Interview Question: What Tasks Do You Least Enjoy Doing? (Examples)

“What tasks do you least enjoy doing?”

This has to go down as one of the more difficult interview questions you could face in a job interview.

How do you talk about things you don’t like doing while also maintaining appeal as a potential employee?

We’ll break it down in this article.

Variations Of This Question

This question can the phrased in a few different ways, so don’t be thrown off if you hear a slight variation.

These are the possible variations:

  • What tasks do you not enjoy doing?
  • What are your least favorite tasks?
  • What things do you not enjoy doing?
  • What tasks do you hope to avoid doing?
  • What about this job interests you the least?
  • What is the least satisfying part of work?

Know The Lead Up Questions

The “what tasks do you least enjoy doing” question can come at any point in your interview, but it typically follows questions of a similar nature.

These are the possible lead up questions:

What The Interviewer Really Wants To Know

The interviewer first wants to know if you can answer honestly, and not try to sidestep the question.

Nobody enjoys every aspect of their work, that’s just the reality of life. Any candidate that says otherwise is probably lying, and being caught lying in an interview is a pretty quick way to lose a job opportunity.

(Lies have their place in a job interview, but this isn’t one of them.)

While trying to gauge your character is important, they also want to know if you’ll be a good fit for the position on offer.

If you’re someone who dislikes being chained to a desk all day, but the job requires a large amount of time in the office, they’ll know right away that putting you in this role isn’t beneficial to either party. 

Finally, this is a high-pressure question, so it allows interviewers to see how you cope in high-pressure situations.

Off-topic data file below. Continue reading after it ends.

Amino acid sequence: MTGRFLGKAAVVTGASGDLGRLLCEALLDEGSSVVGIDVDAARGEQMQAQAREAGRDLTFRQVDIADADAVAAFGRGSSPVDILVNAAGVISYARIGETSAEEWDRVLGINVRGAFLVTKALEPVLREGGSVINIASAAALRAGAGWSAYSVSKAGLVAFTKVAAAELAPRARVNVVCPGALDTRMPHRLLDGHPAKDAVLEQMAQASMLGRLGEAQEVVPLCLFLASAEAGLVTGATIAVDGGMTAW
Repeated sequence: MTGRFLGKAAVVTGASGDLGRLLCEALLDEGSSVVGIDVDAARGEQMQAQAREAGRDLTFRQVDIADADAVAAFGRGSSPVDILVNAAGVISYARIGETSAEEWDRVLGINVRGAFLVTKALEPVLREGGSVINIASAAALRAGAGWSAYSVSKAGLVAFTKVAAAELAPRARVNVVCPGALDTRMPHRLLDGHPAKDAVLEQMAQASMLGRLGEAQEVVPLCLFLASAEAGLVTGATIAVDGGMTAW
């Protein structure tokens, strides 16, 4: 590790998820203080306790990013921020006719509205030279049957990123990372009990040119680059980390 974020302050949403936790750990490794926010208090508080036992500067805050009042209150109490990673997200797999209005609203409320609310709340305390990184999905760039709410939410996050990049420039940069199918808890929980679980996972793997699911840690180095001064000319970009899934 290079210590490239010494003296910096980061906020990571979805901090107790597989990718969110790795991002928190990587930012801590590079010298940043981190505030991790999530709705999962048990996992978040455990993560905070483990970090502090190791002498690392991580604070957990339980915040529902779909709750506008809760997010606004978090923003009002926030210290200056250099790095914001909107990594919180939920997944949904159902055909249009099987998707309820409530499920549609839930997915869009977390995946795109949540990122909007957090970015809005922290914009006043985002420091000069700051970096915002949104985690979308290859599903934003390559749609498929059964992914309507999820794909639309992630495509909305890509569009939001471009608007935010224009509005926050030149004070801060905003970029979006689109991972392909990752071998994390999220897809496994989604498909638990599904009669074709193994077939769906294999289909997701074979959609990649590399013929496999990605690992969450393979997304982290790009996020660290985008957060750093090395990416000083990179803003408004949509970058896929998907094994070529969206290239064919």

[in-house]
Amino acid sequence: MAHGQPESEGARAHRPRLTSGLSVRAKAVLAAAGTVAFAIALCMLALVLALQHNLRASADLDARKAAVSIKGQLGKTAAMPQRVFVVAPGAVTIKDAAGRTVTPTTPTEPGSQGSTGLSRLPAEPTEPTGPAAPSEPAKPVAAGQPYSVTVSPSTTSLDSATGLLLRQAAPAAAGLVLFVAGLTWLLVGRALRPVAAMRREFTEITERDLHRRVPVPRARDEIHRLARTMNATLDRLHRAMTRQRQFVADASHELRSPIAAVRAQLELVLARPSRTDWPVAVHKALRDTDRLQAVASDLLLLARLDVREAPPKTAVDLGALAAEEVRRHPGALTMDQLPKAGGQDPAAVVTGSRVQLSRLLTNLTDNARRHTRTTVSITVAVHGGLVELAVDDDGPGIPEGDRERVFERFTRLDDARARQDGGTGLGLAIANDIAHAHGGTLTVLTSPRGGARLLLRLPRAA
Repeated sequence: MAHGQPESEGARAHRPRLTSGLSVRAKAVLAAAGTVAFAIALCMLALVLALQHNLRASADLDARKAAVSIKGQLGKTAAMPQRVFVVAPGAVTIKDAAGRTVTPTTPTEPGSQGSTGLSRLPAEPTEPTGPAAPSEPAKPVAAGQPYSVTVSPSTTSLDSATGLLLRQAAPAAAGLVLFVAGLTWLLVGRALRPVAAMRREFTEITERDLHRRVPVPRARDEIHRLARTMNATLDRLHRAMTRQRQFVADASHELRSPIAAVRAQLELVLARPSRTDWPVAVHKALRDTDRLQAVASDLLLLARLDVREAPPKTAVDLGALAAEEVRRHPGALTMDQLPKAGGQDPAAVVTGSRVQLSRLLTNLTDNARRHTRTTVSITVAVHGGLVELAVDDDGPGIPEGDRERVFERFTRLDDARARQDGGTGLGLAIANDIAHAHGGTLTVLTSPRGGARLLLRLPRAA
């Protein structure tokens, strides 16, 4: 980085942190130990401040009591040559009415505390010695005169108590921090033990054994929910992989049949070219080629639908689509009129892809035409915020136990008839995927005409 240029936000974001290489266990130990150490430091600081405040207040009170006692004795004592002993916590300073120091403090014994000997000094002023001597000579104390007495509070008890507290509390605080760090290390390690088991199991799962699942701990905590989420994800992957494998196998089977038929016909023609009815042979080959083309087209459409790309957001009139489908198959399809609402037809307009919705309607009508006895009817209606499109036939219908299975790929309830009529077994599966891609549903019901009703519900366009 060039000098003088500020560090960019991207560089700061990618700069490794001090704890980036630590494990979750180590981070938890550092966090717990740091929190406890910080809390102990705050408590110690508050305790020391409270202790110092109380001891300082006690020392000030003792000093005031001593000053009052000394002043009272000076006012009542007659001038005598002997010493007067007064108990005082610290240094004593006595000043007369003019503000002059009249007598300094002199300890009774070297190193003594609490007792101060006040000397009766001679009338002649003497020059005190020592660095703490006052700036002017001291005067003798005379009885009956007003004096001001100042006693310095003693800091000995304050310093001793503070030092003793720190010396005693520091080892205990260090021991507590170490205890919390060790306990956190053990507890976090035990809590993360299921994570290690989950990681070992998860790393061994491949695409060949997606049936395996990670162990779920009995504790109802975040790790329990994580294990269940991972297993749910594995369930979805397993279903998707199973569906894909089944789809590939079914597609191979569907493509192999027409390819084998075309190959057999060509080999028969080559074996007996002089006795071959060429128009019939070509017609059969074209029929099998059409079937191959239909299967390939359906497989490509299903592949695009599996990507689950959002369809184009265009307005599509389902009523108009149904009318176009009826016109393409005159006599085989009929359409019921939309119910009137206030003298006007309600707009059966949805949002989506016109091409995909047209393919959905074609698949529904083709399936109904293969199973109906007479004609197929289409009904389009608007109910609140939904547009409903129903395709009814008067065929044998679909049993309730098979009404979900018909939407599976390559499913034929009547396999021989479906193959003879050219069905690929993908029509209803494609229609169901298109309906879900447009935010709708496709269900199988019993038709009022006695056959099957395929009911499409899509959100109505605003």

It’s very direct, has immediate negative connotations, and is notoriously difficult to wriggle out of unanswered. If it makes you feel uncomfortable, it’s doing exactly what it was designed to do.

How To Answer: “What Tasks Do You Least Enjoy Doing?”

We’re going to break down the “perfect” answer into three stages:

1. Name Some Tasks

It only takes a few jobs under your belt to know what tasks you typically enjoy doing, and those you don’t — so this part should be relatively straightforward.

However, if you have limited work experience or just can’t think of anything, try brainstorming some day-to-day tasks you least enjoy doing, then look for areas where they overlap in a workplace environment.

For example, if you’re an introvert who avoids talking to strangers, you’ll most likely hate cold-calling and sales.

Here are a few more ideas to get you started:

  • Manual labor
  • Answering phones
  • Driving/delivery
  • Data entry
  • Kitchen/food prep
  • Statistical analysis

Note that these are fairly general tasks that could incorporate dozens of subtasks, so it doesn’t hurt to be a bit more specific if possible. By doing so, the risk of naming a job-conflicting task is significantly reduced.

2. Explain Why You Dislike Them

After naming your tasks, you’ll need to explain what makes them unenjoyable.

Try to give reasons most people can identify with or at least understand, so your “complaints” don’t reflect poorly on you as a candidate.

In most cases, it’s also wise to avoid mentioning a lack of skill when it comes to your least favorite tasks. This question isn’t necessarily designed to uncover your weaknesses or flaws, so don’t go out of your way to give them up.

Here are some example reasons using the same list above:

  • Manual labor: “My body gets sore after too much heavy work as I have a physical impairment.”
  • Answering phones: “I prefer not sitting all day without getting at least some degree of physical activity.”
  • Driving/delivery: “I’ve had some bad experiences with cars, so I prefer to avoid tasks that require me to operate a vehicle.”
  • Data entry: “It’s tedious and reptitive work, and I find that I’m far productive on more challenging or creative tasks.”
  • Kitchen/food prep: “Kitchen environments can be frantic. I prefer to work in a more organized setting.”
  • Statistical analysis: “I did a lot of analysis work in my previous position and would like to broaden my skillset moving forward.”